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Unhealthy food and beverage marketing ads are targeted more at Latinos and minorities on TV, social media and more, according to recent research.
The Praxis Project, led by Latino advocate Xavier Morales, and others filed a legal complaint against Coca-Cola and the American Beverage Association for deceptive marketing practices that push sugary drinks to communities of color.
The complaint was filed in federal court in California is confusing the public, and indicates “the world’s largest soft-drink maker and the trade association run ads that tout the energy boost from drinking soda, and disregard scientific findings that sugary beverages can lead to obesity, diabetes, and heart problems,” according to a CBS News report.
Both Coca-Cola and the American Beverage Association called the lawsuit as unfounded and said they are working to lower the public’s sugar consumption, CBS News reports.
The Praxis Project, in collaboration with the Center for Science in the Public Interest, contends that sugary drinks are linked to increased risk of diabetes, heart and liver disease, obesity, and tooth decay. Current trends predict that half of Latino and African-American children will develop Type 2 Diabetes in their lifetimes.
In fact, if an individual drinks a sugary beverage at each meal and for two snacks every day, they could possibly be consuming about 700 unnecessary calories per day which equal at least a pound of weight gain per week.
Sugary drinks are linked through research to be the major source of added sugar in the American diet.
“We are tired of trying to counter the deep pocket advertising that misleads our communities regarding the dangers of regularly consuming sugary drinks,” said Morales, who cited the disproportional impact on Latino and African American communities. “The price our community pays through decreased health, increased diabetes, and amputations is too high.”
Update 2/8/21: The Praxis Project withdrew its legal complaint.
Morales said it’s good news, bad news.
“The good news is that, since we filed our suit, Coca Cola and the American Beverage Association have moved away from claiming that their products have no connection to chronic disease,” Morales said in a statement in. As advocates who have to deal with the human toll resulting from the consumption of sugary drinks, in the face of so much research pointing to the health dangers, we are happy that we have not recently heard beverage industry executives continue to publicly mislead through statements like “there is no scientific evidence that connects sugary beverages to obesity.”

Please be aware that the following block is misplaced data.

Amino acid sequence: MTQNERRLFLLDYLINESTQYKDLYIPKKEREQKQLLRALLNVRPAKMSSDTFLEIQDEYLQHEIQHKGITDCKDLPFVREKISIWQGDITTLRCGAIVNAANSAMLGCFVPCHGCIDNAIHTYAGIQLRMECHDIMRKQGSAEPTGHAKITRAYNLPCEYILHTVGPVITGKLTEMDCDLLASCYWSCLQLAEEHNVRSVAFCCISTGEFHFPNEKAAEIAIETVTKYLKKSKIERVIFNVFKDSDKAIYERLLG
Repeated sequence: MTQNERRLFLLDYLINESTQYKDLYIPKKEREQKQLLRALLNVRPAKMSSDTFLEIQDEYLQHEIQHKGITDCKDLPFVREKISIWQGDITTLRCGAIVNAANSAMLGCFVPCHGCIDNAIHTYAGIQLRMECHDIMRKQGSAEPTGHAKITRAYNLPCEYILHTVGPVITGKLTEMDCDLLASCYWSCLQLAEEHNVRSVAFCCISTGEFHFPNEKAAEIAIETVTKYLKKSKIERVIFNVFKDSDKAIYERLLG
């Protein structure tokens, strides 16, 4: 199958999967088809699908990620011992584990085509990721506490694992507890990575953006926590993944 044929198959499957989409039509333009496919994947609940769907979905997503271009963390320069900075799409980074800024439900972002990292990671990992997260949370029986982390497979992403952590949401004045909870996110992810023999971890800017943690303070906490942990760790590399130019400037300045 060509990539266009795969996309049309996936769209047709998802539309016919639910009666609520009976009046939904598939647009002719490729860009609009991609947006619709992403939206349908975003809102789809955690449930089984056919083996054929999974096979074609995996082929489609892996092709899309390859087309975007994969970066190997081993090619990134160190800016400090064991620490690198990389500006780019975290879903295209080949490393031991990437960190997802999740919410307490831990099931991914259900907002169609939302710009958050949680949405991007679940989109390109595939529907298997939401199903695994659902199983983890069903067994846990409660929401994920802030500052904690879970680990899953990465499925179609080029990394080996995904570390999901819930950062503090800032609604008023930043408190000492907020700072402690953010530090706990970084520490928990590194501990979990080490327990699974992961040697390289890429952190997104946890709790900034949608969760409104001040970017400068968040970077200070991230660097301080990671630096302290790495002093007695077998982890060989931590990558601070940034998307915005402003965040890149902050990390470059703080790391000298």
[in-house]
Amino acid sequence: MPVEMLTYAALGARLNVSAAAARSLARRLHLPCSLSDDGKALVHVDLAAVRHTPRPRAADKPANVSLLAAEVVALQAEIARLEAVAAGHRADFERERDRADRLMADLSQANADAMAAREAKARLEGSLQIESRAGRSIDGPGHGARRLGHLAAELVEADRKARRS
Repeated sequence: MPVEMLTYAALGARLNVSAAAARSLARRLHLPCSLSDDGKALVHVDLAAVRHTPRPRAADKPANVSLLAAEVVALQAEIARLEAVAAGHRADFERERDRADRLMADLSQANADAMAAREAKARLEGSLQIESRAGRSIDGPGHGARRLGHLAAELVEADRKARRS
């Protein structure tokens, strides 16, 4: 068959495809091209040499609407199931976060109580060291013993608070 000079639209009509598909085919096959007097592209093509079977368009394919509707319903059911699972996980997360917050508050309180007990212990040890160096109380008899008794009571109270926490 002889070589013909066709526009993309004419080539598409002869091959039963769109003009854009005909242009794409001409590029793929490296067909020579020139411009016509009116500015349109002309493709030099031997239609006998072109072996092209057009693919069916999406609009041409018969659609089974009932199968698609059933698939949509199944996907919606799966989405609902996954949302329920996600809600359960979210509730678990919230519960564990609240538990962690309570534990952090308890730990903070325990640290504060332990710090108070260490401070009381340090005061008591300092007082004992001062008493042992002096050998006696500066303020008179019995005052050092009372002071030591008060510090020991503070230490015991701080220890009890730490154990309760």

But there remains much more work, Morales said.
He said the beverage industry still must take action to “improve health in our most vulnerable communities,” such as stopping pushing for preemption of local sugary drink taxes and stop targeted marketing to communities of color.
“The beverage industry’s manipulation to protect their sales, especially in communities of color and communities with lower incomes, is killing us,” Morales said in his statement.
National news around sugary drink pricing initiatives by cities to cut consumption and increase revenue for health promotion programs has increased, for instance, Morales, was among those who successfully advocated for the nation’s first sugary drinks tax in Berkeley, Calif. Since, Philadelphia and other jurisdictions passed sugary drinks taxes.
In San Antonio, health advocates recently slammed industry’s defense of sugary drinks as well.
“We cannot continue to over-consume sugar and remain a healthy, fit, and productive nation,” said San Antonio registered nurse Suzanne Lozano. “While there are no magic bullets to achieving ideal health, there are a number of smart and easy steps consumers can take to modify their behavior. Reducing or eliminating sugary drinks from diets would be a great first step.”
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By The Numbers
of Latino kids have had a sugary drink by age 2 (vs. 45% of white kids)